The latest action comedy from director Guy Ritchie (Sherlock Holmes) has been held back from release for more than a year, due to one significant screenplay issue.
Operation Fortune looked to be what people needed to counter most of the dreary storylines in cinemas during the past 12 months. But with the movie’s “bad guys” being from a Ukrainian background, this caused problems.
With the war going on in Europe between Ukraine and Russia, the production company thought it might be prudent to hold the release back for some time.
The delay has led to 2023 kicking off with an action-packed jaunt at the box office.
In Operation Fortune, the world intelligence agencies are in turmoil when a weapon is stolen and suddenly put on the market by billionaire arms broker Greg Simmonds (Hugh Grant).
Conventional means of apprehending the device lead the British Government to seek the contractual services of an outside contractor, Nathan Jasmine (Cary Elwes).
Due to the situation’s urgency, he knows that only a few operatives can get the job done, and his leading man is Orson Fortune (Jason Statham).
Even though engaging with this highly trained agent would come at a price, the government knows the world’s safety is worth the cost.
One thing Fortune is known for is utilising unconventional methods. As he establishes his team, Fortune decides to recruit Hollywood’s biggest movie star, Danny Francesco (Josh Hartnett), to gain access to the munitions dealer.
After 2022 was a year of agenda-laden screenplays which failed to capture audiences’ attention, only sequels like Top Gun: Maverick and Avatar: The Way of Water came out on top.
With Operation Fortune, Ritchie gives us all something to enjoy and motivates us to go to the movies again. His latest production has the appeal to reach a broad audience.
It contains a storyline that is a throwback to the over-the-top action adventures which came with a punch and a laugh at every turn.
If viewers are able to accept some of the villains being from Ukraine, they will be rewarded with the ideal “Saturday matinee entertainment”.
Operation Fortune can allow you to forget about the world for a while, as fans of Ritchie’s work what they want.
The script has Ritchie’s fingerprints all over it and his favourite team of thespians expertly craft his words.
Jason Statham slots right into his smart-mouthed, ingenious action lead role and is complemented beautifully by Aubrey Plaza’s communications agent.
They are handled with the necessary charm of Cary Elwes’ morally fluid recruiter.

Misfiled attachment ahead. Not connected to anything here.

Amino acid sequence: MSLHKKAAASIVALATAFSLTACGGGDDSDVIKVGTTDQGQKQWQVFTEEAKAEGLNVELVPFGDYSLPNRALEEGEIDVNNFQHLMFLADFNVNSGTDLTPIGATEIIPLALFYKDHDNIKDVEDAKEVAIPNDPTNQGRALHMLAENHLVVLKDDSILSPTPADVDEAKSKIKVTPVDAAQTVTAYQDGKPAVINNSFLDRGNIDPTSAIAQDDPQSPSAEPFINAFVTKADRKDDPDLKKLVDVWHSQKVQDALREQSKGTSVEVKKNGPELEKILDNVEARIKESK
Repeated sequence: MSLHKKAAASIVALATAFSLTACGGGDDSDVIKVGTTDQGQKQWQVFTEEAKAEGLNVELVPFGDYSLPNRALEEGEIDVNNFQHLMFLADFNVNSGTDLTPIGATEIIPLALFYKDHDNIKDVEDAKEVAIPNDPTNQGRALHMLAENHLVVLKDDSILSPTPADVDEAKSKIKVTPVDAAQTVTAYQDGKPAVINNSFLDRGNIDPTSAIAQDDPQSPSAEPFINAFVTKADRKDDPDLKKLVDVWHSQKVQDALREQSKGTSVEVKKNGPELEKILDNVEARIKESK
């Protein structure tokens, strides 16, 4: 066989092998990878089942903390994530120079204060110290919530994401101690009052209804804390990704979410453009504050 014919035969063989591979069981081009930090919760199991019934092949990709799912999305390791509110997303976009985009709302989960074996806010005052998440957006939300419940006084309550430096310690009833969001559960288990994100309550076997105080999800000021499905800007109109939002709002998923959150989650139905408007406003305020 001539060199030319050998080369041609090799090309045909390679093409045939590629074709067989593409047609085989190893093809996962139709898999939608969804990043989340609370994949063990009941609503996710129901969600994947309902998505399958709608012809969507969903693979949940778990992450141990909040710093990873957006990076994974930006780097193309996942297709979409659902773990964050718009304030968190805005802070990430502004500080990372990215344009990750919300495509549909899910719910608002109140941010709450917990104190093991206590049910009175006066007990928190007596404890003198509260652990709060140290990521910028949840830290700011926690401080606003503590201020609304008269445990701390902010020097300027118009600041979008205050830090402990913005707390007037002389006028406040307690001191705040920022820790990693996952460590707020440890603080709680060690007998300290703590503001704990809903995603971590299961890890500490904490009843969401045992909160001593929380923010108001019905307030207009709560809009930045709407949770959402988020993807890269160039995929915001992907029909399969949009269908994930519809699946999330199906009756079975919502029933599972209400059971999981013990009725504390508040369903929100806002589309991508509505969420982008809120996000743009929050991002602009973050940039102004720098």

Still, the stand-out within the cast is Hugh Grant.
He taps into the smarmy world of the criminal underworld with the needed finesse to make him the ideal foil to keep the story rolling along.
Operation Fortune: Ruse de Guerre may not be a classic like Snatch or The Gentlemen, but his work is a breath of fresh air in this post-COVID-influenced cinematic era.
For those looking for fun at the movies again, this is the film you have been waiting to see.
REEL DIALOGUE: How do you handle the flexible morality of our society?
In the world of spies, can morality exist?
With only the cinematic world to consider, the question has to be answered with a strong “Maybe”. Compromise must play a factor in this world of deception and manipulation but, still, there has to be a moral centre at the core of this work to drive people to continue doing it.
The challenge is to know where to find this integral drive for justice or loyalty.
Can it be merely found in the patriotic, familial, or monetary?
Most of us will never directly experience the effects of this level of morality. However, we still have to determine right and wrong for ourselves.
We can look to mankind for examples but, eventually, people fail the actual test for a moral code. Only one person in history set the standard for morality and proved that no one else could completely hold to this standard.
This may sound hopeless, but Jesus did not leave humanity without a solution to this morality juxtaposition.
Romans clarifies morality and is a short read that allows for consideration of where it bases your character.
Article supplied with thanks to City Bible Forum.
About the author: Russ Matthews is a film critic at City Bible Forum and Reel Dialogue. He has a passion for film and sparking spiritual conversations.
Feature image: Movie Stills